Now called RotorWay International, the company conducted an extensive redesign of the Exec. The outcome was the Exec 90, with improvements made to the drive train, aerodynamics, stability and power. The Exec 90 utilised a unique drive system, eliminating an expensive transmission, metal chip detectors and possible in-flight failures that were associated with these systems.
The engine was greatly improved, a task made possible by the fact that RotorWay had been developing and building their own engine for several years. The RI 162 engine was specifically designed for the Exec and featured an exceptional power to weight ratio. Extended life limits were added to the chains, belts, rotor system and asymmetric rotor blades. The Exec 90 was the only piston-powered helicopter at the time to utilise an asymmetric airfoil for improved autorotation characteristics and safety.
All of the welding and most of the fabrication was completed before delivery to the builder, and many critical systems were assembled at the RotorWay factory. The tailboom and rotor blades were delivered as virtually complete, with the builder required to mount these structures and apply the finishing touches. The electrical system featured a wiring harness that had been assembled and tested by RotorWay, with the builder left to install the harness and connect the electrical plugs.
Major changes were made to the kit itself, to make things easier for the builder and improve the quality of the built aircraft. This included the method of organising and packing the components, the construction and maintenance manuals and a more comprehensive package of technical information to assist the builder. With these changes the average build time was 500 hours. A quick build kit was soon offered, cutting that time nearly in half. Eventually, the quick build kit became the standard kit.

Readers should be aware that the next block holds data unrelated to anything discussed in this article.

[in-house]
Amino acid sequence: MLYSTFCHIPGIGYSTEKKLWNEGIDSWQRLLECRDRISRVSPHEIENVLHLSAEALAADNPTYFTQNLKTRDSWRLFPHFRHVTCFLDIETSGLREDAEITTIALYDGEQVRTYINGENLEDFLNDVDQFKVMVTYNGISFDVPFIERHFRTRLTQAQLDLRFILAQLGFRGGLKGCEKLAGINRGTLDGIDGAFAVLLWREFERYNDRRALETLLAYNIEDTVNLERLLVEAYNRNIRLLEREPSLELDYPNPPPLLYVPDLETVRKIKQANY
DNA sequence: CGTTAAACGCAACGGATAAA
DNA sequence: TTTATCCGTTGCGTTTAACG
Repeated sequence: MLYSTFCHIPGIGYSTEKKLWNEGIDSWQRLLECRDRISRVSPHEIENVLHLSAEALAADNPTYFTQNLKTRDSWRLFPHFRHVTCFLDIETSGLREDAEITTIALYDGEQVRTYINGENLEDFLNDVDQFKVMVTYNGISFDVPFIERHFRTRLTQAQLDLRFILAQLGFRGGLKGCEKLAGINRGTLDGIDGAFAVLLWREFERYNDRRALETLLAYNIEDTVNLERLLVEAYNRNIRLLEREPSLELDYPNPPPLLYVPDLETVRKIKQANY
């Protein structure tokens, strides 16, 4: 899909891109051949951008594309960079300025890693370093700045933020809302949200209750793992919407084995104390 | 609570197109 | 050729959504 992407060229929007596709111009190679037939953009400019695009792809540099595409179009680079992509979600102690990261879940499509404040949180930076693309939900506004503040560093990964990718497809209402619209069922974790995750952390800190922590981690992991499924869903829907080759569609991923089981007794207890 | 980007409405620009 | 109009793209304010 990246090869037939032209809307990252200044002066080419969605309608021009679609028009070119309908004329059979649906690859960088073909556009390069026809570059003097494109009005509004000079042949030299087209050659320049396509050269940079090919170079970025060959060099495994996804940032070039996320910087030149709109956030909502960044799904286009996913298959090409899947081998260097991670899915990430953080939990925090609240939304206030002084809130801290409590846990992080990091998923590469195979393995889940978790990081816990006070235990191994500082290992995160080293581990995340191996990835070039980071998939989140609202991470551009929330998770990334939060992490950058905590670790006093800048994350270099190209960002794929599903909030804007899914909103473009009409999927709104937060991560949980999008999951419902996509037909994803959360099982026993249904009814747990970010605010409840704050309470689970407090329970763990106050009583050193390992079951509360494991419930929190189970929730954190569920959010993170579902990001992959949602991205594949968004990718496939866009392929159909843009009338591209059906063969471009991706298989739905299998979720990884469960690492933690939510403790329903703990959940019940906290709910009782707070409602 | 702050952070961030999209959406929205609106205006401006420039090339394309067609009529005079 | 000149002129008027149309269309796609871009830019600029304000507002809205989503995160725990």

In 1994, the company took a hard look at the carburetted engine used in the Exec 90 and knew they could do better. A fuel injection system with electronic ignition and redundant FADECs (Full Authority Digital Engine Control) was developed and the revolutionary, award-winning Exec 162F was born. FADEC was a technological development unheard of in the experimental category and practiced only among a few certified helicopter companies. Also introduced to the 162F technology was ACIS (Altitude Compensation Induction System). Lightweight and efficient, the new ACIS allowed the RI 162F engine to maintain standard sea level performance at higher density altitudes.
Over the next decade RotorWay’s 162F became the number one choice in the personal helicopter marketplace, having earned that spot by providing a safe, reliable and enduring way to enjoy rotor craft flight. Many RotorWay owners retrofitted the 162F improvements to their Exec 90 helicopters. The RotorWay 162F remains the most numerous and widely-owned experimental helicopter, with over 700 sold world-wide.
Introduced in 2008, the A600 Talon is RotorWay’s eighth-generation helicopter, and is the proud successor of the award winning Exec 162F. The Talon introduced significant safety feature upgrades, including improved dual FADEC systems, and a standard cog-belt main drive system to replace the Exec’s chain drive and oil bath. A shaft-drive system is standard for the tail rotor, and the Talon undercarriage is stronger, wider and higher for easier and more forgiving ground handling.
The Talon also introduced a digital ‘glass cockpit’ display system offering full instrumentation and integrated GPS and moving map navigation functions. The digital FADEC and instrumentation systems enables the last 900 hours of flight and engine data to be downloaded to a computer and analysed by the RotorWay engineers via the internet. The same system can be used in reverse for RotorWay engineers to change the engine performance parameters by adjusting the FADEC CPU over the internet. RotorWay also developed a rotor RPM governor system as an option for the A600 Talon. This safety benefit offers greater peace of mind and reduced workload for the pilot.
Today RotorWay is proud to deliver what our customers have asked for – the new A600 Talon.